I love that description of Reeves as "The Shadow." Even "Kansas" the likable goof, was in shadow most of the time when Paulette was batting her eyelashes at him. I had a creepy feeling that if both of them lived through this, he would spend a lifetime agreeing with her. Maybe that is what both needed?kingrat wrote:Thank you, Moira and Rohanaka, for your wonderful discussions of Three Came Home. Moira was one of the posters who recommended this fine film, and TCM has shown it with some regularity. I've also enjoyed the comments about So Proudly We Hail, which is superb propaganda as well as a good film. By the way, Moira, I noted how Claudette got all the light in that foxhole shot, too. "And also featuring George Reeves as the Shadow . . . ."
Both leading ladies are definitely older than their boytoys, Claudette 11 years older than George Reeves according to Wiki. Paulette apparently took as much as 10 years off her age, but she's older than "the big yap" Sonny Tufts, who is right for the part even if he is not an especially good actor. I believe that what Cher didn't immediately respond to in Colbert was the ladylike quality she brings to most of her roles, which was something admired and valued by an older generation.
I agree about Claudette's "ladylike" manner keeping her separate from later viewers--though I would suggest that people look back at The Gilded Lily, Torch Singer, and The Smiling Lieutenant to see her frisky side. She always had enormous strength, as well as a gift for romantic comedy that seems to be a lost to subsequent generations, alas.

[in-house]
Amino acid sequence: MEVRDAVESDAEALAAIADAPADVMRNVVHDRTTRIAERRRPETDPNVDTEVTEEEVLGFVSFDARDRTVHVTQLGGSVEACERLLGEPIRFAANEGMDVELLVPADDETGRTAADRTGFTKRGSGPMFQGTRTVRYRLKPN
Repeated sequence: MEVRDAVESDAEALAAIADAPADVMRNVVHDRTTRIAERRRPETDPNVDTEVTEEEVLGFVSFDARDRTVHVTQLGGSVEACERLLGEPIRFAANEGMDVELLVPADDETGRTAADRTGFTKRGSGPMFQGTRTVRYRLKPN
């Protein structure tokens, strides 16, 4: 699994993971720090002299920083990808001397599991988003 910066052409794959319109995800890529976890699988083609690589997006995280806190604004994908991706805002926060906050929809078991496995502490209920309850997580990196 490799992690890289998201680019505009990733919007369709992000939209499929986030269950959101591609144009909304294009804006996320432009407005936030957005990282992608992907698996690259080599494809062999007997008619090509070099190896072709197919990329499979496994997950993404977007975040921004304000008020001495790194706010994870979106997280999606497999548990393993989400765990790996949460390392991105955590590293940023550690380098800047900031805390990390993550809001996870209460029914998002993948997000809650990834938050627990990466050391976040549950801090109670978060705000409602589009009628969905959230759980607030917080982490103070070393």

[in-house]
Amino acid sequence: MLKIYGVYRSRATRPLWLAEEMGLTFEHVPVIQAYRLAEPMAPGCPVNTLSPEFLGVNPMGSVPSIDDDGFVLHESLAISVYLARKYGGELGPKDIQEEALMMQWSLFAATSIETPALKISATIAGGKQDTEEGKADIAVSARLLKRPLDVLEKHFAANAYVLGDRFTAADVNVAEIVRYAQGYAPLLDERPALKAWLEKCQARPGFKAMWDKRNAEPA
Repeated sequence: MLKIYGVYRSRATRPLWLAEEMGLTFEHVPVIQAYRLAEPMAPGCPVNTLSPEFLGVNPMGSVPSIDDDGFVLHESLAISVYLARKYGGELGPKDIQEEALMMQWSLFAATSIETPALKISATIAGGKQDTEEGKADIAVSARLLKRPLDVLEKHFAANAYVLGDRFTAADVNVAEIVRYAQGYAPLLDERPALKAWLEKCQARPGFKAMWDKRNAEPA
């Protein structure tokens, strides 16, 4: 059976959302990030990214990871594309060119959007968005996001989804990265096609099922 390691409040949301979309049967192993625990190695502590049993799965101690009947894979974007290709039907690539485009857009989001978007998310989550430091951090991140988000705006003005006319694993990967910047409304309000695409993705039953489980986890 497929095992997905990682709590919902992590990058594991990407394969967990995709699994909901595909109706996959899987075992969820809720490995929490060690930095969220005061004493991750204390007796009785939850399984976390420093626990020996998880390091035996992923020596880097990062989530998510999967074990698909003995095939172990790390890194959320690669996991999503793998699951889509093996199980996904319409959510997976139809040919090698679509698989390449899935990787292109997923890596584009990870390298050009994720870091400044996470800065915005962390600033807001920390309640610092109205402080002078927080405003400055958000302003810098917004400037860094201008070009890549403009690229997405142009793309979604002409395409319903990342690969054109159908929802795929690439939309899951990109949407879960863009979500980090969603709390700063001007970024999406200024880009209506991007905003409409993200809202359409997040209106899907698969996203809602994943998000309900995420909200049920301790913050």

According to Burgess Meredith's autobiography (to whom she was more or less married during the '40s) and one I read about Erich Maria Remarque (her hubby from 1958 until his death in 1970) Paulette was always a realist, who carefully kept the best jewelry given her by her many admirers, carried it with her, and was very savvy about business and investment. Having been born extremely poor (Paulette and her mother were migrant workers at one point in their lives), who can blame her for being careful about money? One later performance by Goddard that I like: An Ideal Husband (1947) in which she plays Oscar Wilde's mercenary character, Laura Cheveley beautifully. Her very best role is probably in Mitchell Leisen's Kitty (1945), which pairs her again with Ray Milland. BTW, she left much of her loot to NYU and set up an Erich Maria Remarque-Paulette Goddard Foundation as well, which you can see here.kingrat wrote:Paulette Goddard's sexiness, even when she's playing a minx, is like the natural overflow of energy and vitality. She's one of my favorites, though I haven't seen many of her films. By the mid-50s she was only in obscure movies. What happened to her career?
Good call! I'd never thought of Veronica and Jessica as similar before, but they sure have a kinship now that you point it out.kingrat wrote:I had no idea Veronica Lake had the dramatic force she shows in SPWH. She's good in Sullivan's Travels and The Glass Key, but here she is powerful in sort of a Jessica Lange role.